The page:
Multi-session discs can be recorded with dual layer recordable media,
    so it’s possible to add data in “sessions” on a disc."

    Note the last sentence! This is stating that the two layers do not
    have to contain the same amount of information - you can stop the burn
    and subsequently add more data in a later session.

    I agree that you cannot record on L1 unless L0 is full however! But
    aside from that, DL works by simply writing until L0 is full and then
    switching to L1. You can fill L0 and then just burn 10% of L1 if you
    wish - that's perfectly valid!


    The Doctor Who Restoration Team Website
    Steve Roberts, Mar 24, 2005
  15. Looks like I was making a bit of assumption about the 510, but the 910
    is certainly dual-layer. It's not been released in the UK yet, but it
    has been in other European countries, so some links to those...



    I leave you to translate - but the dual-layer bit is clear!

    Interestingly there sems to be a HX-710 on the way too - 160Gb like
    the current HX900, but dual-layer capable.


    The Doctor Who Restoration Team Website
    Steve Roberts, Mar 24, 2005
  16. Steve Roberts, Mar 24, 2005
  17. Tony McKee

    Darrell S Guest

    Perhaps they meant double layer rather than dual sided. I have one. It's
    a Sony DVD recorder DRX-71OUL. It's USB 2.0 and will do DVD +R, +R double
    layer, +RW, -R, -RW, DVD-ROM, and DVD Video. I spent the extra money to get
    it so it will be compatible with just about any media of DVD that becomes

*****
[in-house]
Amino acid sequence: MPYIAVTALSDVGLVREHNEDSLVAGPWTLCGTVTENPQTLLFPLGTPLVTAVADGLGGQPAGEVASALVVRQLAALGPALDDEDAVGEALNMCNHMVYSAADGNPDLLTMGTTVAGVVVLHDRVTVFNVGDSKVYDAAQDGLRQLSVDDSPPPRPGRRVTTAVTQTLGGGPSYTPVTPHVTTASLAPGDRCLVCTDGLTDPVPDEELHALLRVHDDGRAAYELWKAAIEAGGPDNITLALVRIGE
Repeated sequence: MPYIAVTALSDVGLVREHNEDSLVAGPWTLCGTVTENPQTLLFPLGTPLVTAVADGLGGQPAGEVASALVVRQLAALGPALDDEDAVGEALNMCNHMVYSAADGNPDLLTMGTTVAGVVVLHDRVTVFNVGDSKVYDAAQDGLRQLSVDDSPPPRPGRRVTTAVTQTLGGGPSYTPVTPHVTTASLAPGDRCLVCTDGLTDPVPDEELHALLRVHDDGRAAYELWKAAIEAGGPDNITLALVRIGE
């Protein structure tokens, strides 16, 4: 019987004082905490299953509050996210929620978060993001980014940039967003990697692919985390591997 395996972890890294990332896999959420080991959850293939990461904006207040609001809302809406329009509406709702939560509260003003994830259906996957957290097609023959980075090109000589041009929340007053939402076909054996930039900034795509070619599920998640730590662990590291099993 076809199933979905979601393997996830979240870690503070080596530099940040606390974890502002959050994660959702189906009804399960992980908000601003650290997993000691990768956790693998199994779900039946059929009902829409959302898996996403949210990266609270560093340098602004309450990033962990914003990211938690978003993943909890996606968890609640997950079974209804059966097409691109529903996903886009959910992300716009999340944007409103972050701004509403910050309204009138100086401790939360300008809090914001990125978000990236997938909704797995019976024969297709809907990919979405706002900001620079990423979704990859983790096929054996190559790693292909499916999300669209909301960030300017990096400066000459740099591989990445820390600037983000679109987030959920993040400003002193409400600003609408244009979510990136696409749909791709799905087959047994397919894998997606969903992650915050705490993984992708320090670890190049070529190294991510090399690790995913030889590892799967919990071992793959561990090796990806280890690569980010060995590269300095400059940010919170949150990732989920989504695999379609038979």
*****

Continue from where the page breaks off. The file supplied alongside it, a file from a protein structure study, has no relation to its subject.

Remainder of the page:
the winner.
    And there's also Blu-Ray which further complicates things.

    Darrell R. Schmidt
    B-58 Hustler History: http://members.cox.net/dschmidt1/
    Darrell S, Mar 24, 2005
  18. The Philips standard still calls for layer 0 to be covered by a
    recorded Layer 1, or nothing at all, so I can't reconcile the
    article's last sentence unless a "Placeholder" format is done to the
    not-yet-used portion of layer 1. If in fact the remaining part of
    Layer 1 is not recorded at all then that would explain why many
    players do not handle dual-layer DVDr properly since it is in fact not
    being done to the Philips commercial dual-layer standard.

    ... Steve ..
    Steve(JazzHunter), Mar 24, 2005
  19. Tony McKee

    Alpha Guest

    This is how I read the spec for dual layer as well.
    Alpha, Mar 24, 2005
  20. Tony McKee

    Oldus Fartus Guest

    Thanks for that Steve.

    Interestingly, Sony itself makes no reference to the 910 on it's own
    website, but I found enough other references to confirm what you said.

    I can recall the same discussion the other Steve mentioned, about dual
    layer home burning requiring the same amount of data to be on both
    layers, so he was not mistaken. I can only guess that either the
    technical reasons were eliminated, or as someone else suggested, the
    dual layers are recorded from the hard drive rather than on the fly.

    Whatever the reason though, it does seem dual layer home recording is
    most certainly here.
    Oldus Fartus, Mar 25, 2005